In the current 7 Day Meditation Kickstart group, there’s been a lot of discussion going on about the difficulty of “staying focused” during the meditation session. In fact, this is a common theme that comes up in pretty much every meditation group I’ve ever led!
Here’s some advice I gave to the participants of this group, and I thought that I’d share it more broadly, because feeling frustrated when you’re having trouble keeping your attention from wandering all over the place is very, very common.
And there’s a pretty simple cure 🙂
Make the commitment
When you’re just starting out, your primary focus should be on creating and sticking with a commitment to practicing every day. In fact, for most people, this is hands down the hardest part about meditating (and the reason I created the 7 Day Meditation Kickstart group)!
I like to think of meditation as similar to things like exercise. The first step to getting in awesome shape is to make a plan and stick with it. Without that, you don’t have much chance of reaching your goals.
Have realistic expectations
Once you’re working your plan, it’s important to be clear on what your expectations are for your practice.
Meditation is a skill.
Like any skill, the more you practice, the better you get at it 🙂
Like with any skill, some people will have a natural knack for it, and others won’t. But even so, you wouldn’t expect to go from being mostly sedentary to competing in the Iron Man in a few days!
So, be realistic. Take it one step at a time and go easy on yourself.
A perspective that I found really helpful when I was getting started is that you should expect to lose your meditation object many, many times during your meditation session.
And that’s really good, because each time you “come to” and realize that your mind was wandering, that is a moment of mindfulness! Congratulations! You’ve just been mindful!
Relish that moment so that you encourage your unconscious to produce more of them in the future (I wrote an entire blog post about cultivating this kind of spontaneous mindfulness that you may find useful).
Have constructive goals
A great goal, if you find it hard to stay focused, is to gradually reduce the amount of time between losing your meditation object and noticing that you’ve lost it.
Just accept it as a given that you will lose your object numerous times and make a strong intention to notice that when it happens as quickly as possible. Treat it like a game!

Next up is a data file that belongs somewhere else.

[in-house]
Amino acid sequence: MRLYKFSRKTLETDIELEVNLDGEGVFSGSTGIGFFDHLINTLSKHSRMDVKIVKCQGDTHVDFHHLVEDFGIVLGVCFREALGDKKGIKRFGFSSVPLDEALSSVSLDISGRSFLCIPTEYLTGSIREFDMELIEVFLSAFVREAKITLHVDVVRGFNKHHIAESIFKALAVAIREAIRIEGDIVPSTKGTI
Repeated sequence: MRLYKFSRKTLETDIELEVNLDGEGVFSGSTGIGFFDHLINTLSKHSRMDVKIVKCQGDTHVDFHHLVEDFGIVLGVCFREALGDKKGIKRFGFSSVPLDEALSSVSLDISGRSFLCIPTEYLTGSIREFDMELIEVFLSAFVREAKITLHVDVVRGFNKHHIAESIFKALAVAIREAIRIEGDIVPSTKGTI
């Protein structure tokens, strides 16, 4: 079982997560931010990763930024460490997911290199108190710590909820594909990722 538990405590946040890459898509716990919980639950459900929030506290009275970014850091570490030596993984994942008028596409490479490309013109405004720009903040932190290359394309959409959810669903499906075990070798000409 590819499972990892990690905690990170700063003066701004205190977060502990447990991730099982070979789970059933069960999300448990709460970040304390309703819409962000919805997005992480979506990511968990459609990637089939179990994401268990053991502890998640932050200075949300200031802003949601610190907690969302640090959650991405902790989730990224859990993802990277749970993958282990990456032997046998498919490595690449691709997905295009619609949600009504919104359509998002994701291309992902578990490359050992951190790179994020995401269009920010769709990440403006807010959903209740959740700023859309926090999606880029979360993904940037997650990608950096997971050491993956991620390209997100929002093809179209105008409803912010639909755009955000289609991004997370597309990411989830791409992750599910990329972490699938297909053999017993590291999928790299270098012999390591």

Then, each time you notice your attention has wandered, congratulate yourself on noticing that and pay attention to how, in this moment of noticing, you feel more alert and aware than you perviously were.
What you definitely want to avoid is setting goals based on achieving a particular state or meditative attainment.
Things like “My goal is to get back to that amazingly calm and peaceful place that I got to the last time I meditated.”
This kind of goal is bound to lead to frustration and the wrong kind of attitude about practice. The fact is, you often don’t have that much control over the immediate result of your practice. Maybe you’ll get some calm, maybe you won’t.
All you can do is create the conditions for calm to arise, or for peace to arise, or for insight to arise.
And the most effective way to do that is to focus your goals on skill development.
“My goal is to really notice and appreciate the moment when I come back from mind wandering”
“My goal is to notice, as clearly as possible, the sensations associated with the beginning of every inhale.”
I think you get the idea!
Thoughts are not evil!
And, just to reiterate what I’ve already talked about in my videos about working with thoughts here and here, it’s both normal and expected that you will have lots of thoughts during your meditation session. Not a problem.
Whenever you can, label them as “thinking” and let them do their thing.
When you get sucked in to their content and forget about your meditation object, don’t worry! Eventually, you will “come to” and your mindfulness will get a boost. Congratulate yourself and keep going.
For those of you just starting out on this amazing journey of developing mindfulness, I hope this helps you to start out on the right foot.
And for those of you who’ve been at this for a while, I hope this serves as a useful refresher.
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